Friday, February 1, 2013

input = output

Winter is time to put in those "base miles" for us lowly endurance athletes, and though anthropologically speaking we've grown accustomed (as humans) to putting on the pounds, it's the time to drop weight as well. A guy I used to travel and race with back at Penn State wisely said "it's cheaper to lose weight than have a lighter bike". So come race day you could be pedaling a clunker, but you don't have to be dragging along extra insulation.

Along with the physiological equivalent of putting carbon fiber components on your bike, the miles you put in are only as good as what you're putting in your body. Living in a super tight-knit community, where a cough or a high five has the potential to put you down for a couple days, recovering after riding is key. If I want to ride tomorrow, I better take care of myself today.

And so I've been fairly selective this Winter when it comes to diet. I've been trying new things and have been enjoying the results.

As I've mentioned before I've been enjoying some recipes from a company down the hill from me called Skratch Labs. Their drink mix sure the hell beats the crusty gatorade I found in the basement and the flavors are light enough to not leave a sticky residue on my bikes when it drips out of the bottles.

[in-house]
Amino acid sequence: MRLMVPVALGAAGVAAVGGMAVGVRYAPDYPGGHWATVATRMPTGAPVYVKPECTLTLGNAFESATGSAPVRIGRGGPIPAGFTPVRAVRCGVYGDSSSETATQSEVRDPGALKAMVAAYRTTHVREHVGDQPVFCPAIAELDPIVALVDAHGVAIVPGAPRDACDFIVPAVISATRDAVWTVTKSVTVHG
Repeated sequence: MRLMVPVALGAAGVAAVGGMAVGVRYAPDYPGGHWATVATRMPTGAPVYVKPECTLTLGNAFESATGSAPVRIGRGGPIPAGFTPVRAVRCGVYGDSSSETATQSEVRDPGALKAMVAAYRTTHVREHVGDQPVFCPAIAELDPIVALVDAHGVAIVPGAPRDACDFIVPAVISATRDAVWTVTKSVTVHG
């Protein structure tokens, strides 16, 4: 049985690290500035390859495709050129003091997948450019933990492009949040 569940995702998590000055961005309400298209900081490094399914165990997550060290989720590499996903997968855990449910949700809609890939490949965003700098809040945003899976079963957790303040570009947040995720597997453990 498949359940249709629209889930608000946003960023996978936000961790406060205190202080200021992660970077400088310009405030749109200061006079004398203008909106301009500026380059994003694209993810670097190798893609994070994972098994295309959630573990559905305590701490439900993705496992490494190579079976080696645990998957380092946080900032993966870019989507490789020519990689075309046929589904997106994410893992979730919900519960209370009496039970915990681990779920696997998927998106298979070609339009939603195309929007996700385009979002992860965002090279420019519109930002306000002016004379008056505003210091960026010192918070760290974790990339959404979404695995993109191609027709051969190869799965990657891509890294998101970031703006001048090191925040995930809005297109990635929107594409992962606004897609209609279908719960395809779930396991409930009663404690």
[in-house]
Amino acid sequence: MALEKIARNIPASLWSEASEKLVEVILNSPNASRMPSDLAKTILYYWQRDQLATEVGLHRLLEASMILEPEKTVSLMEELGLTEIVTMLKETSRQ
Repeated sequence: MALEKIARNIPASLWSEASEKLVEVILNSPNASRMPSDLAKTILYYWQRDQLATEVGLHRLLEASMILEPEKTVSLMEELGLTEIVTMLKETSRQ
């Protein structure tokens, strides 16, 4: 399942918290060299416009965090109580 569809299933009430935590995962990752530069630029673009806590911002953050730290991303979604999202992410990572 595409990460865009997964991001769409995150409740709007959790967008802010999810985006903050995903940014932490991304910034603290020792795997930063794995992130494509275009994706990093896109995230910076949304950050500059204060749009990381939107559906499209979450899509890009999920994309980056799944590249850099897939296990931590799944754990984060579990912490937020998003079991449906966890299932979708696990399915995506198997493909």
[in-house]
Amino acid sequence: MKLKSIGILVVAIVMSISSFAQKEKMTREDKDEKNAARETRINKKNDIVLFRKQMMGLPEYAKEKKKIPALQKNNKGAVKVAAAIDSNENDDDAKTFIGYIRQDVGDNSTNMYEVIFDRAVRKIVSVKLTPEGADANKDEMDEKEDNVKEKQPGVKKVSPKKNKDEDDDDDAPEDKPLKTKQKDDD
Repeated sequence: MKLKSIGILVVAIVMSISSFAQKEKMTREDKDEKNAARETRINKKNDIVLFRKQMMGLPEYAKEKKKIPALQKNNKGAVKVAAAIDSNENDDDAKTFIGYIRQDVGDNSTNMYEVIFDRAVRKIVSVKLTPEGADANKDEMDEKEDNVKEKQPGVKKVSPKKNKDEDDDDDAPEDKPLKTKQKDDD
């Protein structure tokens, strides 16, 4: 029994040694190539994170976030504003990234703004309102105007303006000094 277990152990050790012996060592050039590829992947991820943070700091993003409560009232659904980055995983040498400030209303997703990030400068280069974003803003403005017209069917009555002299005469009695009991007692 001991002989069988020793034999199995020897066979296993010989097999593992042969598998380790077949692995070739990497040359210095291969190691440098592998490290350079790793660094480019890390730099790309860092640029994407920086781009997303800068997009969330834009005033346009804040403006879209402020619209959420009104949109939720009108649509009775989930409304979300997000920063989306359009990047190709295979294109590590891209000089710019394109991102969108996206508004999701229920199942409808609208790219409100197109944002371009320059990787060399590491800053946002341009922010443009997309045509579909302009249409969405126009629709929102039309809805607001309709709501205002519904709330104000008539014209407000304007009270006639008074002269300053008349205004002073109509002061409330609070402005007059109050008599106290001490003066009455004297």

Hydration is key.
single speeders prepare for final TSE stage
Breakfast is important too. And when I don't have time to make eggs and rice, I go with Clay's sweet gruel. It's a breakfast porridge of sorts combining oat bran and chia seeds from the clever sponsors of cyclo-cross racers, Bob's Red Mill. To that base either honey or maple syrup is added with a rotating cast of dried fruit, nuts, and fancy pants nut butters. Salt too. 
seems simple enough...
admittedly, not terribly appetizing. tastes great though. 
Finally there's those post roller workout meals when you're in the kitchen in a sopping wet kit trying to prepare and eat something before you shower. Can't go wrong with eggs and rice again. Brocoli and pesto sauce round it out. I forget the company, but the rice blend has lentils and other exotic grains in it as well, making it a tad more interesting than regular old arroyo. 

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